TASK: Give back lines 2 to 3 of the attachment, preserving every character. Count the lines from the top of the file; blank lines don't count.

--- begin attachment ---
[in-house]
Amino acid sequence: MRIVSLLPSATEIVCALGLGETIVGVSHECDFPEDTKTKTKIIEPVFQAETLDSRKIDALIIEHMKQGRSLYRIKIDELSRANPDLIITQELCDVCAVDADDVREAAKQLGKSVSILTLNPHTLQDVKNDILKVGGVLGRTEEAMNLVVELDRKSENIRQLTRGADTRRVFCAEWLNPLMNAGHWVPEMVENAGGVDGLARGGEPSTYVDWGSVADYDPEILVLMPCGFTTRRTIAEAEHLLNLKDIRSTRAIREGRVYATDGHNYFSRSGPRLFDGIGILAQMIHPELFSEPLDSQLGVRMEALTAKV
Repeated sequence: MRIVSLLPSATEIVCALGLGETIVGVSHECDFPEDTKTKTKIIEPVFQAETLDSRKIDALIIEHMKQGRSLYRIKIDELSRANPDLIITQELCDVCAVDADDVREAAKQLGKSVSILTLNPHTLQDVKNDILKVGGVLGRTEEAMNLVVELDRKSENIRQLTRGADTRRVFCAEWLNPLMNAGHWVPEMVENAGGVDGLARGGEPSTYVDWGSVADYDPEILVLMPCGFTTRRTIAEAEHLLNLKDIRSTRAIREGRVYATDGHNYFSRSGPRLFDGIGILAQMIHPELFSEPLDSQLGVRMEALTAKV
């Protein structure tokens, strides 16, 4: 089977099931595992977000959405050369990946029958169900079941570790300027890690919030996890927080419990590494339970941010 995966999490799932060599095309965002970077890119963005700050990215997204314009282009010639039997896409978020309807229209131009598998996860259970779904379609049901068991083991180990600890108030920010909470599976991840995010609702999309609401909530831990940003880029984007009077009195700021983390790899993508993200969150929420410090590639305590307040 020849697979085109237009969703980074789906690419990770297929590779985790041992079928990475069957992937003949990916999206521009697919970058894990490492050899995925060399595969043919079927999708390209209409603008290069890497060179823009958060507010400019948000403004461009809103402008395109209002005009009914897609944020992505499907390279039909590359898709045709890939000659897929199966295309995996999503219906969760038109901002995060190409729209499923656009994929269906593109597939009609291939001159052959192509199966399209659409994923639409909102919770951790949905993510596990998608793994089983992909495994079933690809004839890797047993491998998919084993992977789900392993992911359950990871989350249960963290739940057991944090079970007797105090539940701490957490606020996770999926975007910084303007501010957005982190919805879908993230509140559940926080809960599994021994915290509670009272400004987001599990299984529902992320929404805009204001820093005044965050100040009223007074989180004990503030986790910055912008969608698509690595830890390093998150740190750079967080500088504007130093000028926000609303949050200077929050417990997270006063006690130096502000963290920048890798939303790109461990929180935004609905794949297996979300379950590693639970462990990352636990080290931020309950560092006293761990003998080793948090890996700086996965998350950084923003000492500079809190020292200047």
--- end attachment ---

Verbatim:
Amino acid sequence: MRIVSLLPSATEIVCALGLGETIVGVSHECDFPEDTKTKTKIIEPVFQAETLDSRKIDALIIEHMKQGRSLYRIKIDELSRANPDLIITQELCDVCAVDADDVREAAKQLGKSVSILTLNPHTLQDVKNDILKVGGVLGRTEEAMNLVVELDRKSENIRQLTRGADTRRVFCAEWLNPLMNAGHWVPEMVENAGGVDGLARGGEPSTYVDWGSVADYDPEILVLMPCGFTTRRTIAEAEHLLNLKDIRSTRAIREGRVYATDGHNYFSRSGPRLFDGIGILAQMIHPELFSEPLDSQLGVRMEALTAKV
Repeated sequence: MRIVSLLPSATEIVCALGLGETIVGVSHECDFPEDTKTKTKIIEPVFQAETLDSRKIDALIIEHMKQGRSLYRIKIDELSRANPDLIITQELCDVCAVDADDVREAAKQLGKSVSILTLNPHTLQDVKNDILKVGGVLGRTEEAMNLVVELDRKSENIRQLTRGADTRRVFCAEWLNPLMNAGHWVPEMVENAGGVDGLARGGEPSTYVDWGSVADYDPEILVLMPCGFTTRRTIAEAEHLLNLKDIRSTRAIREGRVYATDGHNYFSRSGPRLFDGIGILAQMIHPELFSEPLDSQLGVRMEALTAKV